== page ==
Watchdog: Think tank sues for Gina McCarthy's text messages

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A conservative think tank sued the Environmental Protection Agency Wednesday for text messages sent by Gina McCarthy, President Obama's pick to head the agency, from days on which she testified before Congress.

The Competitive Enterprise Institute was "credibly informed" in April that agency officials had warned McCarthy, currently the EPA's assistant administrator for air, that texts she was sending about members of Congress during hearings where she was a witness posed a risk to her and the agency, according to CEI's announcement of its lawsuit.

The suit specifically requests texts for the 18 specific dates McCarthy has testified before Congress. CEI filed a Freedom of Information Act request last month for the texts. The EPA has refused to release the records, but the agency's FOIA office told CEI senior fellow Christopher Horner the records were not billable, meaning they could be produced in less than two hours.

Obama nominated McCarthy on March 4. The Senate Environment and Public Works Committee voted for her confirmation on May 16, a week after committee Republicans boycotted a scheduled vote in protest of the EPA's lack of transparency. The vote goes to the full Senate in July.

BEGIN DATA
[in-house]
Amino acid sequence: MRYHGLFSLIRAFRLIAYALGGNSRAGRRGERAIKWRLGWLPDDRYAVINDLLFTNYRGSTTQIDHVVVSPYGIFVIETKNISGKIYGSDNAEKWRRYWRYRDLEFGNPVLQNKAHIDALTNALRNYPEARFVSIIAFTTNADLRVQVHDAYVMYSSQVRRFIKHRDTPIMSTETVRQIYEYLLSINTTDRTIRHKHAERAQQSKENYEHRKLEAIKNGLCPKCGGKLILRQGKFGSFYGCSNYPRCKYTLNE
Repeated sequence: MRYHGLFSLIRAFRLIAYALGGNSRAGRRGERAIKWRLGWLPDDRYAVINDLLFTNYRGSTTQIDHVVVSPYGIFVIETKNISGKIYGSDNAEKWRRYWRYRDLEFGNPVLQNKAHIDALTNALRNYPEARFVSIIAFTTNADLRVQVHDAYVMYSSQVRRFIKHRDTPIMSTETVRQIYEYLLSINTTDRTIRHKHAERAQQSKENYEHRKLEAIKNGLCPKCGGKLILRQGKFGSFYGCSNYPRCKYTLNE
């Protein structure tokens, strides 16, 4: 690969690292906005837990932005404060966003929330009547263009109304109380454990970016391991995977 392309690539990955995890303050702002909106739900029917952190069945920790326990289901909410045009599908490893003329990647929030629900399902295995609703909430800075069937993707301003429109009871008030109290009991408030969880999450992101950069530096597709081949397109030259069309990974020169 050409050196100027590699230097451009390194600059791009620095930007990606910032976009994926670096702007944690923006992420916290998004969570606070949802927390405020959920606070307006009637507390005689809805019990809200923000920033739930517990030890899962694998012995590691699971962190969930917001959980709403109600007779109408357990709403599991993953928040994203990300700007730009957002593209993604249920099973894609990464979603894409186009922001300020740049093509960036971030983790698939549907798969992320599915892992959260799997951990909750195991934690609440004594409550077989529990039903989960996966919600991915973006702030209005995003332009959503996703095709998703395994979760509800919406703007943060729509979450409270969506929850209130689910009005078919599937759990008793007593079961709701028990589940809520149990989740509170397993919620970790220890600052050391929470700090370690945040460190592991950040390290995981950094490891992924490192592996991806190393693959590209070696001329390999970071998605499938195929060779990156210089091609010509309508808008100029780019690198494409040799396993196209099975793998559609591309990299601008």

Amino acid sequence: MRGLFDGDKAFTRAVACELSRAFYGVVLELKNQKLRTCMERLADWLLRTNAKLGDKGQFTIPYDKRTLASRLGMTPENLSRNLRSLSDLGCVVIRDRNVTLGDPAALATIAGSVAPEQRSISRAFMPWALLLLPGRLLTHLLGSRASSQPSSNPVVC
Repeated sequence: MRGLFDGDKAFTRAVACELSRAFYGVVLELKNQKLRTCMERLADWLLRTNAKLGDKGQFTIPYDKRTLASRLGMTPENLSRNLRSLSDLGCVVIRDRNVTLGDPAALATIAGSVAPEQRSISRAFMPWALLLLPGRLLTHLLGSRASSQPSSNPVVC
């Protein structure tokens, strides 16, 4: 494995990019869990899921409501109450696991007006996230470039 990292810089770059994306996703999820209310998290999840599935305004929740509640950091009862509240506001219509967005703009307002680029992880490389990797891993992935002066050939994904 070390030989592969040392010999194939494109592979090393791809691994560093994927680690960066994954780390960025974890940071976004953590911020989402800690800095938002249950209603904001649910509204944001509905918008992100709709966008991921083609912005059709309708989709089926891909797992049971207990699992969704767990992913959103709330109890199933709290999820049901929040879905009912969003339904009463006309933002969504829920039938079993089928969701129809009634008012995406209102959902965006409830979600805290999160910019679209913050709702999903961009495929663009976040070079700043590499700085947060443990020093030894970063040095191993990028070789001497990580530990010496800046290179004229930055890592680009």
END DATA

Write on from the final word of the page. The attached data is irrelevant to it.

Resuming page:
The EPA's failure to release McCarthy's texts means the agency has either withheld records it is required by law to produce, or it has destroyed text messages to avoid making them public, according to Horner.

Information on mobile devices, including cellphones and PDAs, is subject to Freedom of Information Act laws, according to the EPA's own website.

Horner first exposed former EPA Administrator Lisa Jackson's "Richard Windsor" alias email account last year.

Jackson resigned in December, shortly after media reports that the EPA inspector general was investigating whether her use of the private email account for business violated transparency laws. The EPA was ordered in federal court to release the emails, which it has done in several batches since January, heavily redacted.

Michal Conger is a member of The Washington Examiner's Watchdog investigative reporting team. She can be reached at

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